Every year in Judaism, there is an event or festival called Lag B’Omer. Thousands of Jews praise and worship graves of wax and wax candles. Rabbis take part in tomb worship and praying to dead bones. They bow to tombstones and pray to dead bones.
The festival itself is said to commemorate the death of Rabbi Shimon Bar Yochai and the end of a plague that killed about 24,000 students of Rabbi Akiva Ben Yosef. Rabbi Shimon Bar Yochai had decreed that the time of his death should be a time of rejoicing his life.
Modern-day ex-Jews have spoken out against these practices and claim it is nothing more than grave worship and lighting pagan bonfires. They claim that the participants are following in the footsteps of pagan cults of the past. These pagans would light bonfires and sing and dance around them in order to get help and salvation from the deceased.
What does the scripture say about this?
According to the Hebrew Bible:
Numbers 19:16 says, ‘anyone out in the open who touches someone who has been killed with a sword or someone who has died a natural death, or anyone who touches a human bone or a grave, will be unclean for seven days.’
If the people become unclean, why do Jews hold such festivals held with so much fanfare?
Why are rabbis involved in idolatry, pagan practices, and worshipping graves, when their scriptures forbid it and remind them of the sins of their forefathers? Study the following text:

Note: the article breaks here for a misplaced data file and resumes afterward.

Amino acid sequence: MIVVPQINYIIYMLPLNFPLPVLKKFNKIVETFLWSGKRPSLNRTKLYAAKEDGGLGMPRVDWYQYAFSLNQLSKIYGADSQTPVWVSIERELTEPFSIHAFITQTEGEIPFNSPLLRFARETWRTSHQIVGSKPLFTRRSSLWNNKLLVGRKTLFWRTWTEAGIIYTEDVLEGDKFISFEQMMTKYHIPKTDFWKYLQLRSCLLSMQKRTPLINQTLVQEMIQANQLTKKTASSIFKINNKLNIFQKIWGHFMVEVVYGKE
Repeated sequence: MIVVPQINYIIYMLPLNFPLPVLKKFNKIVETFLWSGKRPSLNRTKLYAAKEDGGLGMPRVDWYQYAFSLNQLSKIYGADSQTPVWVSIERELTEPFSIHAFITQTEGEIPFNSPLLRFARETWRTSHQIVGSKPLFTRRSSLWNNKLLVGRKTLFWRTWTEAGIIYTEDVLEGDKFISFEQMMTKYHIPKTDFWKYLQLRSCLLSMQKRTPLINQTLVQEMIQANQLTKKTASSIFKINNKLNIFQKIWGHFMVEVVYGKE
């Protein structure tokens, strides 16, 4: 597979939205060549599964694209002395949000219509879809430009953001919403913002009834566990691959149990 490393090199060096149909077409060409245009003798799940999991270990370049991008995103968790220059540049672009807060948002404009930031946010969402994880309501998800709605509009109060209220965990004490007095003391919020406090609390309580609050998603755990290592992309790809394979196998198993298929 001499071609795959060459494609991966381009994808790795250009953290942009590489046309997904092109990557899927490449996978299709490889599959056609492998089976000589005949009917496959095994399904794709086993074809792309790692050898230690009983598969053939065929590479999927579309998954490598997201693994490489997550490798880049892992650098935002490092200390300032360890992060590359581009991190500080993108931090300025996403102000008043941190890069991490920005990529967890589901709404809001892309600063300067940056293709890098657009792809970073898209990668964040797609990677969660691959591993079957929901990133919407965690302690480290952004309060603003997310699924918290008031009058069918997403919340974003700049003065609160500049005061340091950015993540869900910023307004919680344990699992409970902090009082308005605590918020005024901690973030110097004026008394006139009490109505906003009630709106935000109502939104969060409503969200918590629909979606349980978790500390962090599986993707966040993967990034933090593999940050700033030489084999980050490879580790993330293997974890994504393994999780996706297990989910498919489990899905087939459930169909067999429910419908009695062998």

Jeremiah 7: 17-18 speaks about the sins of the people, ‘do you not see what they are doing in the towns of Judah and in the streets of Jerusalem? The children gather wood, the fathers light the fire, and the women knead the dough and make cakes to offer to the Queen of Heaven. They pour out drink offerings to other gods to arouse my anger.’
Jews in Israel receive flyers about holy candles, lumps of wax that can bring blessings, income, greatness and healing, peace and success for these festivals.
Singing around graves, lighting bonfires and all the fanfare that goes with it is not found in the Bible. So where does it come from? Pagan ceremonies.
Today, in Israel, next to the tomb of famous rabbis, you will find a stand selling holy candles. This is a major business, raking in millions a year.
The poor and ignorant masses pay for all this. A candle costs 1128 shekels, if you multiply this by 21756 people who attend, the rabbi at the end of the chain gets more than 24 million shekels! This equates to approximately 7,460,366 USD today.
According to the Talmud, a woman who does not light a candle will be punished by experiencing death in childbirth.
Mishna Shabbat 2:6
On [account of] three transgressions women die in childbirth: because they are not careful with nidda, with challa, or with candle-lighting.
In the Talmud, the rabbis have made up commandments not found in the Bible and have even added threats of a terrible death even though there is no mention of the same in the Torah.
Deuteronomy 4:2 tells the rabbis, ‘do not add to what I command you and do not subtract from it, but keep the commands of the Lord your God that I give you.’
Hence, we learn that the rabbis would add their own ideas into the laws that they would push onto the people. In the past, the children of Israel adopted pagan practices, and the same happens today. They worship dead rabbis instead of the Ever-Living sole deity, Allāh Ta’ālā.
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